09 December 2011 - by Andrew White and Tony Osborne – Shepard Group
Images of an alleged US Air Force RQ-170 Sentinel UAV have been aired on television following claims that Iran has captured the ‘low-observable’ and highly-secretive ISR airframe.
Shown on 8 December, footage showed Iranian military officials examining what appeared to be the fuselage of the UAV. Unofficial reports suggest the UAV had flown across Afghanistan’s western border into Iranian airspace.
The US Office of the Secretary of the Air Force refused to comment, telling Unmanned Vehicles that there was no official statement regarding the incident.
In an address to the media, a Pentagon spokesperson admitted that a UAV had gone missing but refused to comment on specifics, instead referring to the sensitive nature of reconnaissance missions.
However, on 4 December an official statement from NATO’s International Security Assistance Force (ISAF) confirmed a UAV ‘to which the Iranians are referring may be a US unarmed reconnaissance aircraft that had been flying a mission over western Afghanistan late last week’.
‘The operators of the UAV lost control of the aircraft and had been working to determine its status,’ the statement continued.
The manufacturer of the UAV in question, Lockheed Martin, could only add: ‘The US Air Force acknowledged in December 2009 that it had developed the RQ-170 Sentinel as a low-observable unmanned aircraft system with a primary mission of ISR.’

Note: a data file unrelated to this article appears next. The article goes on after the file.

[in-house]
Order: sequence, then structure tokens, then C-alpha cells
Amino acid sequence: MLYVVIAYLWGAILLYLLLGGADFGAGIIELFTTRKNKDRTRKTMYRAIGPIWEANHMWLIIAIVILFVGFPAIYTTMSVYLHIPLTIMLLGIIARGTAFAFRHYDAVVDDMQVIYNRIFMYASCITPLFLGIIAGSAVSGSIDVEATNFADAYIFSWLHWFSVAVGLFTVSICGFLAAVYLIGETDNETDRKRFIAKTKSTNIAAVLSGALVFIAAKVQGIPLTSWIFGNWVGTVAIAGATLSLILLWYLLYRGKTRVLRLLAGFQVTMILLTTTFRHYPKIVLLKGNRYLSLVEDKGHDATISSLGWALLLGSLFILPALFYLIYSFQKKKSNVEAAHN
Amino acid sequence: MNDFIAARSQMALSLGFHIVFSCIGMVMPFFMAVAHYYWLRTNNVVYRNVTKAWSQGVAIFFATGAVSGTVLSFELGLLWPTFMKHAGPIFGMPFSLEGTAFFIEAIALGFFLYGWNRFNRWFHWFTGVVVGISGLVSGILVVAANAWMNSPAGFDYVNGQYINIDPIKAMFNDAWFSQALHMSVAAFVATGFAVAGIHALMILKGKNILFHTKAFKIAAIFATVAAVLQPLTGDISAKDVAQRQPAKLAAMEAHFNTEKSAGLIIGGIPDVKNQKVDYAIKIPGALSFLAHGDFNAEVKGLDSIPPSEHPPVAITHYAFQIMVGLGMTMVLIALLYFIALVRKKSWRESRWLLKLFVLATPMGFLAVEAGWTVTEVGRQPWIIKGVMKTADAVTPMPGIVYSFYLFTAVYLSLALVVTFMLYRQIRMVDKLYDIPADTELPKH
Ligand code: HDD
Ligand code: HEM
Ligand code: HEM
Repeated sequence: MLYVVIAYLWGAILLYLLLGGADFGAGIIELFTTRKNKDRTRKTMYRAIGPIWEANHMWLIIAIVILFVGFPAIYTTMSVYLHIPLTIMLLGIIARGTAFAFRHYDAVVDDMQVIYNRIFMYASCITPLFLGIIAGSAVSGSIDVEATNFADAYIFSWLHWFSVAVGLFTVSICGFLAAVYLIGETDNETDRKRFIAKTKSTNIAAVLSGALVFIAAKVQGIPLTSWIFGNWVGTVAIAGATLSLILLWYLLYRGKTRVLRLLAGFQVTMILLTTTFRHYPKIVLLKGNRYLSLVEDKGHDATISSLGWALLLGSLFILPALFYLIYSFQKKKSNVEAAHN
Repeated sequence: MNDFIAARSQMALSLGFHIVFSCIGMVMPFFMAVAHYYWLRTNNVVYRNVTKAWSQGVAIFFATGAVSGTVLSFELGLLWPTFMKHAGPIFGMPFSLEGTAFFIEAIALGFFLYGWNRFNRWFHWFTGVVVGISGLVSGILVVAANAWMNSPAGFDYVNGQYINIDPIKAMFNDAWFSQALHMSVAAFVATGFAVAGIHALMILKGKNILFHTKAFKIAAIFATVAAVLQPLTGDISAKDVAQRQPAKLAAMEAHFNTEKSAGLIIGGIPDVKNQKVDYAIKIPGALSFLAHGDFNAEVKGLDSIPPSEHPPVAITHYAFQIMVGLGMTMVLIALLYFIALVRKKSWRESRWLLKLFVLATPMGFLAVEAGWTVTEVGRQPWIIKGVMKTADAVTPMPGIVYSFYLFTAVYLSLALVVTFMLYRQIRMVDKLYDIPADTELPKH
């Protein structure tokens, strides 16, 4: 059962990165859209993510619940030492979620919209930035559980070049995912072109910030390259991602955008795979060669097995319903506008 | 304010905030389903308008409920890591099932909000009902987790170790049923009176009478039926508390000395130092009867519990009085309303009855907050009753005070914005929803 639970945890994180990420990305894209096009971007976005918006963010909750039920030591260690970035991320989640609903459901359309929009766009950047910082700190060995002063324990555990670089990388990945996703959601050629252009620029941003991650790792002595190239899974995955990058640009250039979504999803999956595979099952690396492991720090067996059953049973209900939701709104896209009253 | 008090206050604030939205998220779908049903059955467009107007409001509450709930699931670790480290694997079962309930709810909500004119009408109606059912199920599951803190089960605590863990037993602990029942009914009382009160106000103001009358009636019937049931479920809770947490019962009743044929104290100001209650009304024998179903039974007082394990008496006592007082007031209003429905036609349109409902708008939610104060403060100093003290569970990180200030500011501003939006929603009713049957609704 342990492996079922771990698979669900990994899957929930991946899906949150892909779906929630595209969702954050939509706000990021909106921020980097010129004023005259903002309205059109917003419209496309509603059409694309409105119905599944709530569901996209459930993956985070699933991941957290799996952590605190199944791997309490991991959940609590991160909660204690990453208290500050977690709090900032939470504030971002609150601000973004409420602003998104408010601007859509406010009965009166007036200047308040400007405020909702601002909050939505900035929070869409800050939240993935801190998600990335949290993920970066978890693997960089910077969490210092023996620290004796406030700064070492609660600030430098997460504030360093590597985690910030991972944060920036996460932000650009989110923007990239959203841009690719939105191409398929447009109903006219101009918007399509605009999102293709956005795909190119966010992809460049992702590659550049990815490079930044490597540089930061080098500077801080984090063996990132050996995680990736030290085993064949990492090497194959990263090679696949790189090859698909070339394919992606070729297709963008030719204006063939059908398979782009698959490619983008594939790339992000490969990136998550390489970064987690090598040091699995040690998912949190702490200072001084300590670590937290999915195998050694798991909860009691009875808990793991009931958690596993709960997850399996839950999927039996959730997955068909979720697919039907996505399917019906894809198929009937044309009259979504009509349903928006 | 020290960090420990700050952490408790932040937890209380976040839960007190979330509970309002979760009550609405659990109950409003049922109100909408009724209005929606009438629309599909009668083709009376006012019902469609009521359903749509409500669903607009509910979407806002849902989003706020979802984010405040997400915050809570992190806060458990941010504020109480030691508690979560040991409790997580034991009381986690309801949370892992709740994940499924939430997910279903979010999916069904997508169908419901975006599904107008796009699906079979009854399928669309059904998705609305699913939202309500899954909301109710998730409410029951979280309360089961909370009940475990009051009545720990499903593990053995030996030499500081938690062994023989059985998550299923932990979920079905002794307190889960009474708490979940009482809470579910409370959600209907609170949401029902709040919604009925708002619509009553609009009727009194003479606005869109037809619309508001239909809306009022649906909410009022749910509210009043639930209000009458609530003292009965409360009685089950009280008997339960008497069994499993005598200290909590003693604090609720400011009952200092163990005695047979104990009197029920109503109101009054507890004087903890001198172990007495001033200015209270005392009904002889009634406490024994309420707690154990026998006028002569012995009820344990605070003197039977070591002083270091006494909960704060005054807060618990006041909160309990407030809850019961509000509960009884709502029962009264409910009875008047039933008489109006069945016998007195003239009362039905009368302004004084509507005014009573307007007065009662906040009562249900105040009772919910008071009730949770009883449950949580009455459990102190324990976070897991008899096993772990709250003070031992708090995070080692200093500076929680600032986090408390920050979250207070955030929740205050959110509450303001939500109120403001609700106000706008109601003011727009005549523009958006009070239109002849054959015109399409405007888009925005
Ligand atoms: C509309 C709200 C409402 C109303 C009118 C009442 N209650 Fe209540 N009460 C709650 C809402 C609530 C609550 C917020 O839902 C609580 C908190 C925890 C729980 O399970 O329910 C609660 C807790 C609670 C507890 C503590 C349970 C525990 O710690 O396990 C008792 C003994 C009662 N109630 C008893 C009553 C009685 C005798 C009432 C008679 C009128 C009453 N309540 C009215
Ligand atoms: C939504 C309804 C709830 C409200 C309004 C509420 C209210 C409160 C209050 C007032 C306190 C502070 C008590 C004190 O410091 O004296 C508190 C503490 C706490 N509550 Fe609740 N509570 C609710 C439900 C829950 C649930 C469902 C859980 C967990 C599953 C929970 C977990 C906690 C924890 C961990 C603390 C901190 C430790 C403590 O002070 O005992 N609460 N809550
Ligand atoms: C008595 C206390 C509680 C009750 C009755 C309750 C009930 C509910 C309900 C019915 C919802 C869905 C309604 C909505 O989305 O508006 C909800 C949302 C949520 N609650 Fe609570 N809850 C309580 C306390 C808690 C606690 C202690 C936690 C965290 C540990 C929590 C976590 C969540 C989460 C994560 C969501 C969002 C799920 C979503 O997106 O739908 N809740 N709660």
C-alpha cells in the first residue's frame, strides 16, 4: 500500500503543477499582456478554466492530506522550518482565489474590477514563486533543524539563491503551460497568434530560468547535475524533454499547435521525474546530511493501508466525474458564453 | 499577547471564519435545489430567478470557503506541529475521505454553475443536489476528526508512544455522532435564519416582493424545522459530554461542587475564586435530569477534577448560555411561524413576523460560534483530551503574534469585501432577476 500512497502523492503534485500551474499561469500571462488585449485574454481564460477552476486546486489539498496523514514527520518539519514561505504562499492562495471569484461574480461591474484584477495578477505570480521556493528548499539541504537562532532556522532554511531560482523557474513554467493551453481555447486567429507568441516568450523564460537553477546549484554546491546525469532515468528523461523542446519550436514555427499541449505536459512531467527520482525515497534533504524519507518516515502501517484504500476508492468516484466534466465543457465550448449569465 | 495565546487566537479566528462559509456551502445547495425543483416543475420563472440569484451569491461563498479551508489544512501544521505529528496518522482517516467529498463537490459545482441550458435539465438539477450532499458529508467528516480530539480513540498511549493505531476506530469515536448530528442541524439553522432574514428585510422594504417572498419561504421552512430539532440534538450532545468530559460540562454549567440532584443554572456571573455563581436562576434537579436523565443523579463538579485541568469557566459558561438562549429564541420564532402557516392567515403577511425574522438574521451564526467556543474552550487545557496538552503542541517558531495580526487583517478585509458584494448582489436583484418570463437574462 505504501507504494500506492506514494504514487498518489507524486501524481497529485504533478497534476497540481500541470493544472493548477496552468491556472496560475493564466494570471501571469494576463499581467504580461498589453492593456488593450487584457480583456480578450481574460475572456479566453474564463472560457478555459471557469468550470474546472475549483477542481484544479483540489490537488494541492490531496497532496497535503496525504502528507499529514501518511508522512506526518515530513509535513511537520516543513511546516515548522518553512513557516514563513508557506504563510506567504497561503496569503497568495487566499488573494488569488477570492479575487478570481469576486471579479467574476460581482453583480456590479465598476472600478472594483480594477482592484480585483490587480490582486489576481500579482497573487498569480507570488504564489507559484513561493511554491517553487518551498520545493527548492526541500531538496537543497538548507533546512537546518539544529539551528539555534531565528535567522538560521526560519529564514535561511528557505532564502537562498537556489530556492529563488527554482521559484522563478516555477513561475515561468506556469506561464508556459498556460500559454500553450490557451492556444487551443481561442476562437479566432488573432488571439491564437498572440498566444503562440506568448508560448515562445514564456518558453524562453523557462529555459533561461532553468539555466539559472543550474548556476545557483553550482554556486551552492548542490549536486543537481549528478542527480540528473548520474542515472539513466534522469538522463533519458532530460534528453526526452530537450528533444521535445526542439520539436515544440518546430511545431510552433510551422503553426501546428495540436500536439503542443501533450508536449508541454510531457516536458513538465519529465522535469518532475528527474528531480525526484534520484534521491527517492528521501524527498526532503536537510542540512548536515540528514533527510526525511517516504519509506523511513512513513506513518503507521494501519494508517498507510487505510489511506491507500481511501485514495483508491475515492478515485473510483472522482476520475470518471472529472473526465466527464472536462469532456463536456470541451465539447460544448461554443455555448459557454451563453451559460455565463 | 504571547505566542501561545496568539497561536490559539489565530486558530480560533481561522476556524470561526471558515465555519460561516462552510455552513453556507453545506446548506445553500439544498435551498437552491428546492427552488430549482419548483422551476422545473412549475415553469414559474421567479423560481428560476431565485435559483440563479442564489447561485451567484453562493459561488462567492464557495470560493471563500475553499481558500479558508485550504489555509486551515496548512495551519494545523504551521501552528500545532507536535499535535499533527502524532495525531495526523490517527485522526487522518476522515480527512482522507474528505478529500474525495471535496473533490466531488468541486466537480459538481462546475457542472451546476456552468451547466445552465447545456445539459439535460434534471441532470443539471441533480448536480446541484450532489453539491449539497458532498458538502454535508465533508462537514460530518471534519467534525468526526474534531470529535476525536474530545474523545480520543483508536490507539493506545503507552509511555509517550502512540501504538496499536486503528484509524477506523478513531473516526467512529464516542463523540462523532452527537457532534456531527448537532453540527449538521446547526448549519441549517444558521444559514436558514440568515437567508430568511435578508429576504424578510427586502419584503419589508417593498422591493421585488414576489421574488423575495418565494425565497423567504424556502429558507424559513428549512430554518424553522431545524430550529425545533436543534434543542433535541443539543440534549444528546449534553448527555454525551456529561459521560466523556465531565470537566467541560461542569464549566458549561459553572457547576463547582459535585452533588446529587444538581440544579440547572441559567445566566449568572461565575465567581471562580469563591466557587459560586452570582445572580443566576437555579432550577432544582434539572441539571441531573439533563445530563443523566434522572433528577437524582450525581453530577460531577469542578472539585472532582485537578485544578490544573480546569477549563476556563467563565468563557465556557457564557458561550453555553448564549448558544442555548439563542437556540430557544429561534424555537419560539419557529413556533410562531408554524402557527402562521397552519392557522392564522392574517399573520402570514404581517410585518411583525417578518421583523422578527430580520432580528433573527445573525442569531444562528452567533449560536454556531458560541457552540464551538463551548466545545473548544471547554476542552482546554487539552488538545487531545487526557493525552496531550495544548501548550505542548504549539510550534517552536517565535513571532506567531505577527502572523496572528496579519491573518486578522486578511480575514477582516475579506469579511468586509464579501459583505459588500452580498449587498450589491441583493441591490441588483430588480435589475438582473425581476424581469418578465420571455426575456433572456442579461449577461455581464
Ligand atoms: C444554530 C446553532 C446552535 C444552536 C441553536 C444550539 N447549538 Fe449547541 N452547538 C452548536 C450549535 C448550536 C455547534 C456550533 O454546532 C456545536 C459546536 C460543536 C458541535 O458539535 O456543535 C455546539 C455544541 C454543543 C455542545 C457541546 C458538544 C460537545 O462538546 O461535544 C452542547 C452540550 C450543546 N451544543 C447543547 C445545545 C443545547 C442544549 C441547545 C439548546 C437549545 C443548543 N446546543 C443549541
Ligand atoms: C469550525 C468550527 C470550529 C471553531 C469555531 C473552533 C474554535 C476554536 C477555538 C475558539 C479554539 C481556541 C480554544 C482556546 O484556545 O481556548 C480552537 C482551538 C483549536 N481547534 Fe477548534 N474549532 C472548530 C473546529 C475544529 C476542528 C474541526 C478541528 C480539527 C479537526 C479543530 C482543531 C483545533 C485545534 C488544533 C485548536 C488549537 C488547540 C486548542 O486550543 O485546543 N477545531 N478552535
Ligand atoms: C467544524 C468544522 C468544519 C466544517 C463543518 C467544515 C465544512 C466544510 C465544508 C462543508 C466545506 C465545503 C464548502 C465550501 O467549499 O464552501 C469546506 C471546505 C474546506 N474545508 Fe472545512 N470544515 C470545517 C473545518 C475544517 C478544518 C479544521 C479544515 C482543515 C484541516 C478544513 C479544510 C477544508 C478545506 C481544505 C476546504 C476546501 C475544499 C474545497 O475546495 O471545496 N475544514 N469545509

However, according to a Tehran-based website purporting to represent the Iranian Revolutionary Guard, the UAV was ‘ambushed’ by electronic means and landed with ‘minimal damage’.
The report then went on to quote dimensions of the airframe –figures which have yet to be publically released by the USAF. However, some industry sources have questioned the validity of the UAV paraded on television.
According to USAF literature, the RQ-170 is a ‘low-observable UAS being developed, tested and fielded by the Air Force. It will provide reconnaissance and surveillance in support of the joint forces commander.
‘The RQ-170 will directly support combatant commander needs for intelligence, surveillance and reconnaissance to locate targets,’ it continued.
The RQ-170 is flown by Air Combat Command's 432nd Wing at Creech Air Force Base and the 30th Reconnaissance Squadron at Tonopah Test Range, both located in Nevada.